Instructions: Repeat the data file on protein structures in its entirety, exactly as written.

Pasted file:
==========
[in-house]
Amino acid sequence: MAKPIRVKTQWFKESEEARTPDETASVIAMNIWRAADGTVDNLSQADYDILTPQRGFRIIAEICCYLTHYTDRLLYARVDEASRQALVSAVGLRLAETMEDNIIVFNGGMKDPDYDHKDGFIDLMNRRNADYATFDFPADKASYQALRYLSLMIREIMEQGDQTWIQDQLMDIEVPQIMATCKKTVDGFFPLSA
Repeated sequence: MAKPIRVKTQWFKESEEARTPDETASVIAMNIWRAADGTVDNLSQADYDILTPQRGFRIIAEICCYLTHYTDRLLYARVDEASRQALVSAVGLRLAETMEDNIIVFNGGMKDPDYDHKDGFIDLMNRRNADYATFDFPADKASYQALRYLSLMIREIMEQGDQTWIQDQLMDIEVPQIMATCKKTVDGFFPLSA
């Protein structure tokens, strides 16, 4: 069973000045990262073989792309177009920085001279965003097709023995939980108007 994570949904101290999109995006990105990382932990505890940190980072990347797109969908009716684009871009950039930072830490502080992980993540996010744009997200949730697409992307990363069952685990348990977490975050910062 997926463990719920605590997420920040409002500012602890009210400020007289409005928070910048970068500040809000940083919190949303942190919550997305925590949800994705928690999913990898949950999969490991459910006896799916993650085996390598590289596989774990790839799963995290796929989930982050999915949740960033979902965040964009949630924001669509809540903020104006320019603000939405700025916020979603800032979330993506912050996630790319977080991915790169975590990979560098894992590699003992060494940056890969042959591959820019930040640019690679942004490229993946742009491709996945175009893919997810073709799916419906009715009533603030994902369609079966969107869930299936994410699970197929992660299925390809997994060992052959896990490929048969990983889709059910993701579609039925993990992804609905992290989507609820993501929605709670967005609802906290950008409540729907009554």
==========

[in-house]
Amino acid sequence: MAKPIRVKTQWFKESEEARTPDETASVIAMNIWRAADGTVDNLSQADYDILTPQRGFRIIAEICCYLTHYTDRLLYARVDEASRQALVSAVGLRLAETMEDNIIVFNGGMKDPDYDHKDGFIDLMNRRNADYATFDFPADKASYQALRYLSLMIREIMEQGDQTWIQDQLMDIEVPQIMATCKKTVDGFFPLSA
Repeated sequence: MAKPIRVKTQWFKESEEARTPDETASVIAMNIWRAADGTVDNLSQADYDILTPQRGFRIIAEICCYLTHYTDRLLYARVDEASRQALVSAVGLRLAETMEDNIIVFNGGMKDPDYDHKDGFIDLMNRRNADYATFDFPADKASYQALRYLSLMIREIMEQGDQTWIQDQLMDIEVPQIMATCKKTVDGFFPLSA
């Protein structure tokens, strides 16, 4: 069973000045990262073989792309177009920085001279965003097709023995939980108007 994570949904101290999109995006990105990382932990505890940190980072990347797109969908009716684009871009950039930072830490502080992980993540996010744009997200949730697409992307990363069952685990348990977490975050910062 997926463990719920605590997420920040409002500012602890009210400020007289409005928070910048970068500040809000940083919190949303942190919550997305925590949800994705928690999913990898949950999969490991459910006896799916993650085996390598590289596989774990790839799963995290796929989930982050999915949740960033979902965040964009949630924001669509809540903020104006320019603000939405700025916020979603800032979330993506912050996630790319977080991915790169975590990979560098894992590699003992060494940056890969042959591959820019930040640019690679942004490229993946742009491709996945175009893919997810073709799916419906009715009533603030994902369609079966969107869930299936994410699970197929992660299925390809997994060992052959896990490929048969990983889709059910993701579609039925993990992804609905992290989507609820993501929605709670967005609802906290950008409540729907009554």